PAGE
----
Custom Entities with Drupal Console
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In the last episode we covered creating a Drupal 8 module with Drupal Console. In the episode before that, we covered using the Drupal 8 ECK module to create custom entities. In this episode, we cover how you can use Drupal Console to scaffold out custom entities on your Drupal 8 website. Sometimes it’s better to custom create a simple entity for a specific purpose. By creating an entity in your module rather than through the UI you are already in the code if you have a more custom use case than just a simple entity.
While you won’t find yourself needing to create a custom entity that often, using Drupal console makes it incredibly easy.
The first step is to install Drupal Console. You may have already watched the last episode that covers this, however, if not, you can install with composer using:
composer require drupal/console
This will install Drupal console in your project in the ./vendor/bin/ directory. This means you can run Drupal console using:
Note, in my examples I am using Lando for my local development environment. I have it set up to allow me to run Drupal console commands on my site by running lando drupal. You can decide to install Drupal Console globally and add it to your path. Depending on the development environment your setup might be slightly different.
You can get a list of all the Drupal console commands by running Drupal Console command with no command argument:
To generate a boilerplate module with Drupal console run:
Fill out the questions asked by Drupal console. Make sure to enter a module name and description. In this example, I added a package name, didn’t include a composer.json file, and didn’t include a themable template:
At the end of the questions Drupal console will ask you if it should proceed with creating the module for you. Hit enter to default this to yes.
The next step is to create our custom entity. We want our entity to be a content entity, not a config entity. This can be accomplished with the following Drupal console command:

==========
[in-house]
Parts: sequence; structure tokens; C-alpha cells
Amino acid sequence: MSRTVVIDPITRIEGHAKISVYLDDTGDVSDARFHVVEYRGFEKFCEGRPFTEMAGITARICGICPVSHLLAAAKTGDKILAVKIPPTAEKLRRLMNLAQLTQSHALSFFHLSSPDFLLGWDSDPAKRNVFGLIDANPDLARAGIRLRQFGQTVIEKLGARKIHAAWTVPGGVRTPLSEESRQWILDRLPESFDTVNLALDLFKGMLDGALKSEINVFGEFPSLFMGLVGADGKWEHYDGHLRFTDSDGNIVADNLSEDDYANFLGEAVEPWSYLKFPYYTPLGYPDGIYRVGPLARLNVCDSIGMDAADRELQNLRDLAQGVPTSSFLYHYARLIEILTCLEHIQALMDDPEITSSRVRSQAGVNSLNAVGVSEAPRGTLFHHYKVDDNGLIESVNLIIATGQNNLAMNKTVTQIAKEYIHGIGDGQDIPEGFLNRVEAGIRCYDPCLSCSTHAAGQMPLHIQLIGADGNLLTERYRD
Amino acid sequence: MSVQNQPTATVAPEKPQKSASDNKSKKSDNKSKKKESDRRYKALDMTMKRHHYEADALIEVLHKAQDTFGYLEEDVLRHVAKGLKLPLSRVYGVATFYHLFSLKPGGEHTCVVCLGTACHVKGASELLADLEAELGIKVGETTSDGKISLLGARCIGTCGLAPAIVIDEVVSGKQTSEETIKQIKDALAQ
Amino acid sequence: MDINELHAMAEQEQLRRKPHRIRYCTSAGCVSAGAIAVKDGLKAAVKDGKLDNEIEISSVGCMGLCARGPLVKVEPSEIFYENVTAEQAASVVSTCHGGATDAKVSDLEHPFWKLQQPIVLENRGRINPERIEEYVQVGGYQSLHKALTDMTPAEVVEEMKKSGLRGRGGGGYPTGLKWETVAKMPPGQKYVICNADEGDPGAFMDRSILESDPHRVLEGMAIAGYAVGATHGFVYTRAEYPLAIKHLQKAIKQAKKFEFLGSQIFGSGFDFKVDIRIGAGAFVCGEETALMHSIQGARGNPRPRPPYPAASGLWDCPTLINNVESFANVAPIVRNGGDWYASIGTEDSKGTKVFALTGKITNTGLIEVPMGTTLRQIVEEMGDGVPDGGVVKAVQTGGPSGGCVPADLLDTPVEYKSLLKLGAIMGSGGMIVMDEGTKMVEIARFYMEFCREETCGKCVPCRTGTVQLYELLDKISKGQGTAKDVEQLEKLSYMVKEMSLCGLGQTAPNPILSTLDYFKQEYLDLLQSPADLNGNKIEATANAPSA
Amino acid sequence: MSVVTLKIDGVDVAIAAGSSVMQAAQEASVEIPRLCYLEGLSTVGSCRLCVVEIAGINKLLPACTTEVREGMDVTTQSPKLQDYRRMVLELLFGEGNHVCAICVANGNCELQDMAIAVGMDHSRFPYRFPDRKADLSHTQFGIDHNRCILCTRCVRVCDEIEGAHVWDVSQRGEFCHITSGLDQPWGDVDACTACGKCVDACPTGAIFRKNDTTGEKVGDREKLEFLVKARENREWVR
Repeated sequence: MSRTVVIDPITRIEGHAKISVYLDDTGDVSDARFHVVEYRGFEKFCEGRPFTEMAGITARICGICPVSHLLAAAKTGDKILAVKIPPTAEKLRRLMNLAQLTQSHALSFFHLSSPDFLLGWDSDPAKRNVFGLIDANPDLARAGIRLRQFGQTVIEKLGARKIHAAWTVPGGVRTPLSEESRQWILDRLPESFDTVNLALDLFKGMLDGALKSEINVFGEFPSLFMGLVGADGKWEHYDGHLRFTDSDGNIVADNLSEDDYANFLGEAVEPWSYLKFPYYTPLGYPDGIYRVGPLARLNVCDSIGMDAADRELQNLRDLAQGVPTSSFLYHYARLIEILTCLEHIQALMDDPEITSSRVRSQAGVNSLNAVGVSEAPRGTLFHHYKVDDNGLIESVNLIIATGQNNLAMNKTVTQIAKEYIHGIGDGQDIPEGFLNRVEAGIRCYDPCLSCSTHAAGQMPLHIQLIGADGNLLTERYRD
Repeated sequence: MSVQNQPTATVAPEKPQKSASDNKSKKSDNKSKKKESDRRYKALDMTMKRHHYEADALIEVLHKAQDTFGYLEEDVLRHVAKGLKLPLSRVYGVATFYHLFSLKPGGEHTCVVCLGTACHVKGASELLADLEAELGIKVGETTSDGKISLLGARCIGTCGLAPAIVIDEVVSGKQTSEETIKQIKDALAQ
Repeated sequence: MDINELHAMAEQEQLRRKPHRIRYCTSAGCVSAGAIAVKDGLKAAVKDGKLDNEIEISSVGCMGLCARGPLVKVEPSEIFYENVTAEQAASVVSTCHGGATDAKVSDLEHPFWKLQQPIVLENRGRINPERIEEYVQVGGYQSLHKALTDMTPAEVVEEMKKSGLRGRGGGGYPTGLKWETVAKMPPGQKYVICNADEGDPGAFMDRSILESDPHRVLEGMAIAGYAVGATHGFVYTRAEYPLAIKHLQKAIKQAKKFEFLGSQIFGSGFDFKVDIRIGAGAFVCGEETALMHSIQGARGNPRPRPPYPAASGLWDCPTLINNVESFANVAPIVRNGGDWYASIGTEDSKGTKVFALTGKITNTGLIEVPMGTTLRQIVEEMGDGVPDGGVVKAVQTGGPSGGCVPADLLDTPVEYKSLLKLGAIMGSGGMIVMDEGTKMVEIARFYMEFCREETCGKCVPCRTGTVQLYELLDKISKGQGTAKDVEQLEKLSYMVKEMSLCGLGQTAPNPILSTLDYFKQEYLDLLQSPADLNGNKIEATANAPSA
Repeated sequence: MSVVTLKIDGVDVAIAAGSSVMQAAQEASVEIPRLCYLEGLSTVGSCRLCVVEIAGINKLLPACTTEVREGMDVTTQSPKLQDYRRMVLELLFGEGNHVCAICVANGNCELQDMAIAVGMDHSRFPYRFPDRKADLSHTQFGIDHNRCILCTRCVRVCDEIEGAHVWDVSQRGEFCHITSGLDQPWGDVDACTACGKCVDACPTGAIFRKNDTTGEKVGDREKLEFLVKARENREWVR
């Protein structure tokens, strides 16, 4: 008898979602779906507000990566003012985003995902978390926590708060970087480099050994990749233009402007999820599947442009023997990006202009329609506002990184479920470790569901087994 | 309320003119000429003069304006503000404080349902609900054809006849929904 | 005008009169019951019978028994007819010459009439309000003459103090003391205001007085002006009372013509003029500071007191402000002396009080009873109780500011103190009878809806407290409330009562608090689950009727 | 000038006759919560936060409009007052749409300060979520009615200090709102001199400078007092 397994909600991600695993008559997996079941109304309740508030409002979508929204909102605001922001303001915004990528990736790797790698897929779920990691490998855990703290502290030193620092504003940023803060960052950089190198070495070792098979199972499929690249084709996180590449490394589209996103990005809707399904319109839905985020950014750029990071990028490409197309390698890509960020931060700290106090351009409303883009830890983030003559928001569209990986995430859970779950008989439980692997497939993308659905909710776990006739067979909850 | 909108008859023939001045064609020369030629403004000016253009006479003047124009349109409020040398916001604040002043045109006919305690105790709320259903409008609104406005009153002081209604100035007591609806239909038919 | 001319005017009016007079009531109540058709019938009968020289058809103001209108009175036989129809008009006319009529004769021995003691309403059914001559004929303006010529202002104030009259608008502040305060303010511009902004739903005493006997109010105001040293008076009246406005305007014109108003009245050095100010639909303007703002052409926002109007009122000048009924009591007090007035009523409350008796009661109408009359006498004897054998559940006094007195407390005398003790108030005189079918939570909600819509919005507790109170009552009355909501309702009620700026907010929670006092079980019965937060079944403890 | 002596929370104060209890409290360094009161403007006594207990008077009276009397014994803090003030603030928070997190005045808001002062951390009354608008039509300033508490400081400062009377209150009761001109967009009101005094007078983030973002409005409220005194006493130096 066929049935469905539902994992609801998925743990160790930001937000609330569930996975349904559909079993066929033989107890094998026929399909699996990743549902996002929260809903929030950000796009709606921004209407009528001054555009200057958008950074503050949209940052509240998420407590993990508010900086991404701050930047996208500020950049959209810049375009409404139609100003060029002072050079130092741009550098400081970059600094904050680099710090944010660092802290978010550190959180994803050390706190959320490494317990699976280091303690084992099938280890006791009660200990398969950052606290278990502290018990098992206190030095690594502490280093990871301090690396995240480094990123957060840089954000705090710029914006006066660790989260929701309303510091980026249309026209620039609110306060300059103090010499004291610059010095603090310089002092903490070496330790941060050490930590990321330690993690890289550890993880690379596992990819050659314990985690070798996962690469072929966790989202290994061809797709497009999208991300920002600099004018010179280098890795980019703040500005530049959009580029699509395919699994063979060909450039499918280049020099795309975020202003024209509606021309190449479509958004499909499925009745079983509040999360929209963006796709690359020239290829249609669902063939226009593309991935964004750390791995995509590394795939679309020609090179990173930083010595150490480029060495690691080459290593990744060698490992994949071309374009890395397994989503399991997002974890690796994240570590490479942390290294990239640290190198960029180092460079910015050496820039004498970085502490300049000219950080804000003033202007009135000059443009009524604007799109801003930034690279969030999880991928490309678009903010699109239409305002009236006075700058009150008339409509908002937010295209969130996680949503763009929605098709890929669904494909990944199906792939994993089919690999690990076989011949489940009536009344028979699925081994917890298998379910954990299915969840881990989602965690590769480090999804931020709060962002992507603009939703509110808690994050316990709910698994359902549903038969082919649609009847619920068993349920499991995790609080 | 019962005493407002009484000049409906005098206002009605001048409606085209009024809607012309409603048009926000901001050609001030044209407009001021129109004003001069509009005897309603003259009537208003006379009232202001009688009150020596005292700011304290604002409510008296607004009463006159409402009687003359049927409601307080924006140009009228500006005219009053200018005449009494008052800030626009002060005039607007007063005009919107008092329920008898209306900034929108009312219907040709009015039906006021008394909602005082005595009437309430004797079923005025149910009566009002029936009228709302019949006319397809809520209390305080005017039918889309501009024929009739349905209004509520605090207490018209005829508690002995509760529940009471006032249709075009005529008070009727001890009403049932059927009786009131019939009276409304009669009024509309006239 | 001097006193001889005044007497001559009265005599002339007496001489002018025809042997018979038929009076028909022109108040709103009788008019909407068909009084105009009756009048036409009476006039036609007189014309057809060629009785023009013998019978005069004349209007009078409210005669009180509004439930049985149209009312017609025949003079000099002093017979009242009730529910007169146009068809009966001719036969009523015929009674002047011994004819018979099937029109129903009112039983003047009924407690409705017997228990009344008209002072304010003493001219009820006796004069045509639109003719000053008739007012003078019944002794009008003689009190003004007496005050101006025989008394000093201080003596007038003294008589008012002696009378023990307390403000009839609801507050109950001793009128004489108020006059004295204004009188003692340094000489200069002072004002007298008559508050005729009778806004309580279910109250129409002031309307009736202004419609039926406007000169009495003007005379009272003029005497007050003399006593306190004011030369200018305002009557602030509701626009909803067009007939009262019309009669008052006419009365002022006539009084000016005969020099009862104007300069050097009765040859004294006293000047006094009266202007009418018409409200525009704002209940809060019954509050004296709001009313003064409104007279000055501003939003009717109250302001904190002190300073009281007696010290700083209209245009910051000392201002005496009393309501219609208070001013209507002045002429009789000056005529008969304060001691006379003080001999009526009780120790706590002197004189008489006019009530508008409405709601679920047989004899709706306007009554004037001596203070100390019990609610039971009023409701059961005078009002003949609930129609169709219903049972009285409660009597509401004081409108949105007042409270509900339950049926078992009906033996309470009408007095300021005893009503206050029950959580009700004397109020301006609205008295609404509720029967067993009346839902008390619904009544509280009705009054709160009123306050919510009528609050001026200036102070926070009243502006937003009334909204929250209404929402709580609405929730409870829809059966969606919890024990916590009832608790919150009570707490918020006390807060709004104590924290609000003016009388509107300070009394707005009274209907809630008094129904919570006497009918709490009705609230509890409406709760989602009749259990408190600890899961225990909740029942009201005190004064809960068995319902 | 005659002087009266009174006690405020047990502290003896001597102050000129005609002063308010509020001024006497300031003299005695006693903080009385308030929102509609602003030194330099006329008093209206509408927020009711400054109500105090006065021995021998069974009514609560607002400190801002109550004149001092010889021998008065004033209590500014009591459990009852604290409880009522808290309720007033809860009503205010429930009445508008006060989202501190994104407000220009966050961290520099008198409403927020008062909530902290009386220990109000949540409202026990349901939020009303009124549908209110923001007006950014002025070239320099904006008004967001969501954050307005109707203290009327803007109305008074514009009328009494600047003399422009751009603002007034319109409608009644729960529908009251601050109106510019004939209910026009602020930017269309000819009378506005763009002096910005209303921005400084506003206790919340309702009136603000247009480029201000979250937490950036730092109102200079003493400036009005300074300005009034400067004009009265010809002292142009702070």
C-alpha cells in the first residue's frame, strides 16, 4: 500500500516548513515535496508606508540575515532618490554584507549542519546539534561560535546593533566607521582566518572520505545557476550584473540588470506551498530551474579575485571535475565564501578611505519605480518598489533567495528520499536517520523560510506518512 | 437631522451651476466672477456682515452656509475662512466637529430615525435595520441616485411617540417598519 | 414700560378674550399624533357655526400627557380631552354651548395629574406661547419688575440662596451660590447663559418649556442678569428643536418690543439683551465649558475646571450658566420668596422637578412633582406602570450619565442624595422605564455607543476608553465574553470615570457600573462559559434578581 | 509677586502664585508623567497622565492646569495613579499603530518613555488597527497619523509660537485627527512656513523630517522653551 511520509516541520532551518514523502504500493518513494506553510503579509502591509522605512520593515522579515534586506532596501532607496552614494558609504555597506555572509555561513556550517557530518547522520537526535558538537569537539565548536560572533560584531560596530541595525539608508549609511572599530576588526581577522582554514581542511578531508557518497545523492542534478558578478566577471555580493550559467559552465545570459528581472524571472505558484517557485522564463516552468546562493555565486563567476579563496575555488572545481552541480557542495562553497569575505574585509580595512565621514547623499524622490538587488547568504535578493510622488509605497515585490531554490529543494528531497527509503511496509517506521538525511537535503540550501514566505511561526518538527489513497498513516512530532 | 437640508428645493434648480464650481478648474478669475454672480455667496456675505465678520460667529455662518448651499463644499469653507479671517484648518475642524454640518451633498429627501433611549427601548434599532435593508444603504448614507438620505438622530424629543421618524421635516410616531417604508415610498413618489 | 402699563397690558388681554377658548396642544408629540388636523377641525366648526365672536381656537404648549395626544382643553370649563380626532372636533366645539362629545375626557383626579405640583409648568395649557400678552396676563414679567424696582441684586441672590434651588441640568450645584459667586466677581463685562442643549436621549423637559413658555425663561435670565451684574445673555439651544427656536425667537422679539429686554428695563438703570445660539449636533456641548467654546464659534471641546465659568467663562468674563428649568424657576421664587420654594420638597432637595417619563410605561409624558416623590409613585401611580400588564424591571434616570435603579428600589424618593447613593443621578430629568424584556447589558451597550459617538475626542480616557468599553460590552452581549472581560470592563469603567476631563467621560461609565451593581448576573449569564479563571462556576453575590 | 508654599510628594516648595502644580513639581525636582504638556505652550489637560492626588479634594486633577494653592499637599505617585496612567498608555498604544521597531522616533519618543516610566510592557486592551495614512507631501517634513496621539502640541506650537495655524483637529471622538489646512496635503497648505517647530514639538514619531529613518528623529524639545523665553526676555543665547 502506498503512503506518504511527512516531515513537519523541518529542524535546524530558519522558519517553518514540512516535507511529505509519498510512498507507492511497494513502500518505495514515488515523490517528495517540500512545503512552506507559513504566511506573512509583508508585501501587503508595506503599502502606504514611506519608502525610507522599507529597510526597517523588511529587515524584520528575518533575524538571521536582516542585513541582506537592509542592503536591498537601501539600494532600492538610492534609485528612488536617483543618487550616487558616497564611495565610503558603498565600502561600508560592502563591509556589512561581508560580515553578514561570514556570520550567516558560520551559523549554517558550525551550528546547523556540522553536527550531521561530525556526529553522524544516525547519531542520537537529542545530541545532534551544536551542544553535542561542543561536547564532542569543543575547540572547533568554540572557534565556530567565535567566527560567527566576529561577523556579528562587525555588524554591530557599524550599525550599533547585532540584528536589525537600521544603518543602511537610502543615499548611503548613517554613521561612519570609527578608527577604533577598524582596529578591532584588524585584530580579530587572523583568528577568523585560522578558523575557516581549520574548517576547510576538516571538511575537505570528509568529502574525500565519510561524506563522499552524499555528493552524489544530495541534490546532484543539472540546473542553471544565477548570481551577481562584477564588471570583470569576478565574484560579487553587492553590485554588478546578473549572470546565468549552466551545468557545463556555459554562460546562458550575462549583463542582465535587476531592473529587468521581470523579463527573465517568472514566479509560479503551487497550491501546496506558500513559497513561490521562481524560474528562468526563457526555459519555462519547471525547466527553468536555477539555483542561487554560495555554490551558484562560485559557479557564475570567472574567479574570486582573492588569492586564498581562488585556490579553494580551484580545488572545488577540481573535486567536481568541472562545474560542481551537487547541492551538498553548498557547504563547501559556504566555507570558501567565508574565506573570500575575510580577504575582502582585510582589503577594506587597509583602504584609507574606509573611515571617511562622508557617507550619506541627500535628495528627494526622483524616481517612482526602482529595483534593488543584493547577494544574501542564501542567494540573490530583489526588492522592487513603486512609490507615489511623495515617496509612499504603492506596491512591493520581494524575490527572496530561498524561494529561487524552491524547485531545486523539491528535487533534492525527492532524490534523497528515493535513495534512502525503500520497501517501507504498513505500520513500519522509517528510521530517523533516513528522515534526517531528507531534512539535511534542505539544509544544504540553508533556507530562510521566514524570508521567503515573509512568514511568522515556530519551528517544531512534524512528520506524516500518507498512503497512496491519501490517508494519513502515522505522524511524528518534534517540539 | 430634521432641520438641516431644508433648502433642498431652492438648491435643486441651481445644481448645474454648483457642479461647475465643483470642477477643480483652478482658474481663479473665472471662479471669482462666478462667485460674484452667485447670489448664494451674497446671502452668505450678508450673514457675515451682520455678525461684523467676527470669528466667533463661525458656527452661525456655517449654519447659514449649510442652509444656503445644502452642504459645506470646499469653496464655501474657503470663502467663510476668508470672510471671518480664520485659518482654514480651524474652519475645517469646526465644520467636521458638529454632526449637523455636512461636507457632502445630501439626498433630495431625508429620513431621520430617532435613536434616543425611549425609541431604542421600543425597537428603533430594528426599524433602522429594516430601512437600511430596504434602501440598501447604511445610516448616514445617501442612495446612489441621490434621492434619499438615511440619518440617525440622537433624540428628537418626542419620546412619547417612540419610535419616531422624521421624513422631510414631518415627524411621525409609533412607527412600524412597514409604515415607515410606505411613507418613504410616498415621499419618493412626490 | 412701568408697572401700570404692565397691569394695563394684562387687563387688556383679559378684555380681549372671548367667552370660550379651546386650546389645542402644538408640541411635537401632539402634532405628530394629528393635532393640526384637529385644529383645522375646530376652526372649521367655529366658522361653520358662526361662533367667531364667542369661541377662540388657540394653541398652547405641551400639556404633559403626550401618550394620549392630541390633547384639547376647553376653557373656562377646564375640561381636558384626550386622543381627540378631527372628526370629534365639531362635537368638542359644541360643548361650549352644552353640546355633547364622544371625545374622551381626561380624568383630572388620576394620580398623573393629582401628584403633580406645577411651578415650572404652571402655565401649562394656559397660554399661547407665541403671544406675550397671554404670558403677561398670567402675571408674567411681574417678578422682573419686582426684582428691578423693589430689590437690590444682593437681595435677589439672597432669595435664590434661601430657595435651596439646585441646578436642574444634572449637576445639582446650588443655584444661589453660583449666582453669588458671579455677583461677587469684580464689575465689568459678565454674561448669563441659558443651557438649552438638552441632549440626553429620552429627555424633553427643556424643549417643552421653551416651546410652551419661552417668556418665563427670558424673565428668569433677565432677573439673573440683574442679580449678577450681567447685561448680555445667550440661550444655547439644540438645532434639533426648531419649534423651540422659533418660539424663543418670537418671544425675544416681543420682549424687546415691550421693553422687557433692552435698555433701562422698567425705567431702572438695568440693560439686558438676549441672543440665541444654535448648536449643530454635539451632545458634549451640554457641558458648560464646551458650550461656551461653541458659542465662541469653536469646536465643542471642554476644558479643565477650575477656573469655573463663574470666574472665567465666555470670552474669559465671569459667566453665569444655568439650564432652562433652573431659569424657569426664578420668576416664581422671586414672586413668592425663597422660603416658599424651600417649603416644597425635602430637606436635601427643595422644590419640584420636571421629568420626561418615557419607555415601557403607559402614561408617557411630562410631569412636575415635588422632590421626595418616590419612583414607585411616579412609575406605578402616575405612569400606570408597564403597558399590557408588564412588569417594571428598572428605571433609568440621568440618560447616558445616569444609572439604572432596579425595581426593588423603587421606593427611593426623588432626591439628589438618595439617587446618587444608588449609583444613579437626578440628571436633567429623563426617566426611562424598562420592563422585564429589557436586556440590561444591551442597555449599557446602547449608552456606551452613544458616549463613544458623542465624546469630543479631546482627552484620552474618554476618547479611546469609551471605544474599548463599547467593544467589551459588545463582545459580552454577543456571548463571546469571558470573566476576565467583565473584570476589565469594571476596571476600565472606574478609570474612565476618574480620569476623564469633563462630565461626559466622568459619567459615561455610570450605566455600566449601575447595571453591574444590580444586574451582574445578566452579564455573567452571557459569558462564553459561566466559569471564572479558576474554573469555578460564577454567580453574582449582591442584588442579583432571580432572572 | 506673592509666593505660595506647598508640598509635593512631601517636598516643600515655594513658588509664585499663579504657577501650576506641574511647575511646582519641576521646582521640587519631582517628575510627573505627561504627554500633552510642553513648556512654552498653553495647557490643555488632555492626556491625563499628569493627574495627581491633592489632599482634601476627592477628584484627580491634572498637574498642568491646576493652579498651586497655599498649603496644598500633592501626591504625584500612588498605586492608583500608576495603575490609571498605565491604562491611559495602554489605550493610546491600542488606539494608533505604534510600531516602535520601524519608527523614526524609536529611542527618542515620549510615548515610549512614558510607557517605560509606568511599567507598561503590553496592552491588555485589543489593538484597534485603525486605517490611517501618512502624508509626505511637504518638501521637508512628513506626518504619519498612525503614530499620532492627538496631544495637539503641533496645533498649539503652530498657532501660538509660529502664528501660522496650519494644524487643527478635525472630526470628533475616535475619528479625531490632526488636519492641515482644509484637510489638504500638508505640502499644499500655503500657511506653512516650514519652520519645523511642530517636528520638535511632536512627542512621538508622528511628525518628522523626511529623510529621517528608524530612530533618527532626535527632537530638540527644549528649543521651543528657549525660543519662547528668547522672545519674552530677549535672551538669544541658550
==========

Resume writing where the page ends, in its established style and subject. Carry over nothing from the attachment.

Make sure to select the module you just created. In this case, I will call the entity Statistic and accept everything else at its defaults.
When you get through all the questions, you will see all the files that were created:
Now before you go turn this module on, we are going to take a quick look at the code. At the time of this guide, there is a bug that will cause you some headaches if you don’t fix it prior to enabling the module!
Take a look through all the files generated to create the entity. Don’t worry if you are a bit confused at this point, there are a lot of files and a lot of things going on here!
Open up the Statistic.php file (located in the src/Entity folder). If you called your entity something else, it will be the name of the Entity class.
At the top of the file you might notice that the line of code importing EditorialContentEntityBase is missing a semicolon. This is a bug in the code generation tool, make sure to add a semicolon there!
This file is doing a lot, but the core of what it is doing is create the structure for your entity. This structure will be created in the database when you install the module. Go ahead and install the module to see how it works. You will notice that once you install the module you are given some menu options under the Admin > Structure menu.
The Statistics setting page is a placeholder where you could eventually add additional configuration settings. This file is controlled by the src/Entity/StatisticSettingsForm.php file.
You will notice you can manage field and display field just like you can with a content type. At this point, we could be done and just use the UI to configure the entity from here. However, in this case we want to add one more field to our entity before we call it finished.
Uninstall the module and open back up the Statistic.php file. Go down to the baseFieldDefinitions method and add the following code after the $field[‘name’] variable is set.
$fields['value'] = BaseFieldDefinition::create('string') ->setLabel(t('Value')) ->setDescription(t('The value of the Statistics entity.')) ->setRevisionable(TRUE) ->setSettings([ 'max_length' => 50, 'text_processing' => 0, ]) ->setDefaultValue('') ->setDisplayOptions('view', [ 'label' => 'above', 'type' => 'string', 'weight' => -4, ]) ->setDisplayOptions('form', [ 'type' => 'string_textfield', 'weight' => -4, ]) ->setDisplayConfigurable('form', TRUE) ->setDisplayConfigurable('view', TRUE) ->setRequired(TRUE);
What this will do is add a new field called value. In this case we are making it a string field and the form will be displayed as a textfield. We could have made this an integer field or a decimal field, but for simplicity we will just make it a string.
If you re-install the module, you will now notice your value field is available. Go ahead and create some Statistics now!
There is a lot more you can do with it. You could spend an hour looking through all the code that was generated as there is a lot to learn! This is a good stopping point for now, as we were able to quickly create our own custom entity using Drupal console!